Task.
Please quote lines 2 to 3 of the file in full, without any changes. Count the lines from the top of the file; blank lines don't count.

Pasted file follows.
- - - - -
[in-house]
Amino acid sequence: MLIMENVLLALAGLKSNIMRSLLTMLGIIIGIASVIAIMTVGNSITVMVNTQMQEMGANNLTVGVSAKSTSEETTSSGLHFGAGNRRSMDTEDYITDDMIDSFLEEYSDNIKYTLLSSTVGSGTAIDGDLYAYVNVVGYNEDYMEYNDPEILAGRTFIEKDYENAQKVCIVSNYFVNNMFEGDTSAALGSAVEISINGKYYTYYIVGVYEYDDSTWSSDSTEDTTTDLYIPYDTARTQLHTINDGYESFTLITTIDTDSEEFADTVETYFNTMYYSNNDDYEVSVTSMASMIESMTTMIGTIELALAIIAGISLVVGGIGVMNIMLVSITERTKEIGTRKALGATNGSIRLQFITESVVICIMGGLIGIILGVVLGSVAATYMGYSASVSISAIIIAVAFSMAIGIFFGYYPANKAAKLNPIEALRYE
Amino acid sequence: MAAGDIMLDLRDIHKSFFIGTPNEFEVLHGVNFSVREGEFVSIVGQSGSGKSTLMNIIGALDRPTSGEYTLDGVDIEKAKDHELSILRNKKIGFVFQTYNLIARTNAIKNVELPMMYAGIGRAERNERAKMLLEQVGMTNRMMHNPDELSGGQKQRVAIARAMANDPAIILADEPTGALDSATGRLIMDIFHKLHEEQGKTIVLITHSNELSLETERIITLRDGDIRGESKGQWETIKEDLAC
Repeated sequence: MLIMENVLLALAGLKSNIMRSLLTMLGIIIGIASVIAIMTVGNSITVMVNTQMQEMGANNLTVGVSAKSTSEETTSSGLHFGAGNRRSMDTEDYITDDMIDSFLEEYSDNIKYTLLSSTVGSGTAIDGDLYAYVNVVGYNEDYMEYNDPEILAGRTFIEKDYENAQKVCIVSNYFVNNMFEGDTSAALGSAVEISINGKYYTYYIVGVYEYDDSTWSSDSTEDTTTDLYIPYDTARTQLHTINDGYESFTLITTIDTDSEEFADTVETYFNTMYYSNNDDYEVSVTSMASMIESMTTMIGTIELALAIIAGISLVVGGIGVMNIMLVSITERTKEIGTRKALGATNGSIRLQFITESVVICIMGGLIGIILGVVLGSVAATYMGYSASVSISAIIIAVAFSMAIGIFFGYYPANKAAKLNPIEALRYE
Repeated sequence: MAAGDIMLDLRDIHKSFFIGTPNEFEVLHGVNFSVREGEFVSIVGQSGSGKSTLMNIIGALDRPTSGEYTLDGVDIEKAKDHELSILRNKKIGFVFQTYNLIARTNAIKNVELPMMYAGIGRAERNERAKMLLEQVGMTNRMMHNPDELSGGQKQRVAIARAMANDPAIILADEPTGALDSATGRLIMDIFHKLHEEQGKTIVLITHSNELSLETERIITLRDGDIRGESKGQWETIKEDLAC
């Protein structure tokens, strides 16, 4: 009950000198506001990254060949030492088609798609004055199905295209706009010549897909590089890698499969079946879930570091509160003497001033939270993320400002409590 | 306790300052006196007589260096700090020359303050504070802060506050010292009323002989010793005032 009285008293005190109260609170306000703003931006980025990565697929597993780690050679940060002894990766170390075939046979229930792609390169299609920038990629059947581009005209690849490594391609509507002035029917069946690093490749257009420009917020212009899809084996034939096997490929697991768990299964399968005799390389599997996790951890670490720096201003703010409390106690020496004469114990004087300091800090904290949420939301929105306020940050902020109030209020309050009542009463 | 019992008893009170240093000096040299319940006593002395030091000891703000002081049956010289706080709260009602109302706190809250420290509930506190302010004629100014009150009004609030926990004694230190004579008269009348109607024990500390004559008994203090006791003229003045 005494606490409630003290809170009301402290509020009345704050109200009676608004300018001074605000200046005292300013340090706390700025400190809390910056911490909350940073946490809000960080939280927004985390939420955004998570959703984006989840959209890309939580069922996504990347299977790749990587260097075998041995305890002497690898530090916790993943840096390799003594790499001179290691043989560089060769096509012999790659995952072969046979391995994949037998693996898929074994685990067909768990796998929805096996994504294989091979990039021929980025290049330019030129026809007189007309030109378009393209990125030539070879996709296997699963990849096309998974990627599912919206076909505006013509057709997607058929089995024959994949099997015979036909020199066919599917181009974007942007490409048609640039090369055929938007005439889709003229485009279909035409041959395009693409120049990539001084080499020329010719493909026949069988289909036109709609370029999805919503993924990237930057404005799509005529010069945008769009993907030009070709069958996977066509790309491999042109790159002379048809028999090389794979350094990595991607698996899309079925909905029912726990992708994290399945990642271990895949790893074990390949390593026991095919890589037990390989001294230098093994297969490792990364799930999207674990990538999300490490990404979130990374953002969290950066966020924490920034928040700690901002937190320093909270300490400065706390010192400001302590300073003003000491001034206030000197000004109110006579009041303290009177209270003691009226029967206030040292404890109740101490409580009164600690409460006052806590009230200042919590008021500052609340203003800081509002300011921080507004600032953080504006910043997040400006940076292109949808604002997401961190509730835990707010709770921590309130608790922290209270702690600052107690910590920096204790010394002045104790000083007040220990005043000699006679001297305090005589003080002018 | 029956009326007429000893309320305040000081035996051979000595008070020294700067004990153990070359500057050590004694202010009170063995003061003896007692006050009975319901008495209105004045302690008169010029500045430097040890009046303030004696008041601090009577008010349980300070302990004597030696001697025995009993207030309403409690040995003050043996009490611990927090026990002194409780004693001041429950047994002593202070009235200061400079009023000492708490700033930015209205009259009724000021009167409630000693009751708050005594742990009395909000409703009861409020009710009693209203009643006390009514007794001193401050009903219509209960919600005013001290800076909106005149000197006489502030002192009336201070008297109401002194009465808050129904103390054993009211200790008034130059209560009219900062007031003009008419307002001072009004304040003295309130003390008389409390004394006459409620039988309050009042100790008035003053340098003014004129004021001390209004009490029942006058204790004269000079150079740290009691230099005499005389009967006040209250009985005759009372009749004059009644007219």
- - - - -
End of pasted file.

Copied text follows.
Amino acid sequence: MLIMENVLLALAGLKSNIMRSLLTMLGIIIGIASVIAIMTVGNSITVMVNTQMQEMGANNLTVGVSAKSTSEETTSSGLHFGAGNRRSMDTEDYITDDMIDSFLEEYSDNIKYTLLSSTVGSGTAIDGDLYAYVNVVGYNEDYMEYNDPEILAGRTFIEKDYENAQKVCIVSNYFVNNMFEGDTSAALGSAVEISINGKYYTYYIVGVYEYDDSTWSSDSTEDTTTDLYIPYDTARTQLHTINDGYESFTLITTIDTDSEEFADTVETYFNTMYYSNNDDYEVSVTSMASMIESMTTMIGTIELALAIIAGISLVVGGIGVMNIMLVSITERTKEIGTRKALGATNGSIRLQFITESVVICIMGGLIGIILGVVLGSVAATYMGYSASVSISAIIIAVAFSMAIGIFFGYYPANKAAKLNPIEALRYE
Amino acid sequence: MAAGDIMLDLRDIHKSFFIGTPNEFEVLHGVNFSVREGEFVSIVGQSGSGKSTLMNIIGALDRPTSGEYTLDGVDIEKAKDHELSILRNKKIGFVFQTYNLIARTNAIKNVELPMMYAGIGRAERNERAKMLLEQVGMTNRMMHNPDELSGGQKQRVAIARAMANDPAIILADEPTGALDSATGRLIMDIFHKLHEEQGKTIVLITHSNELSLETERIITLRDGDIRGESKGQWETIKEDLAC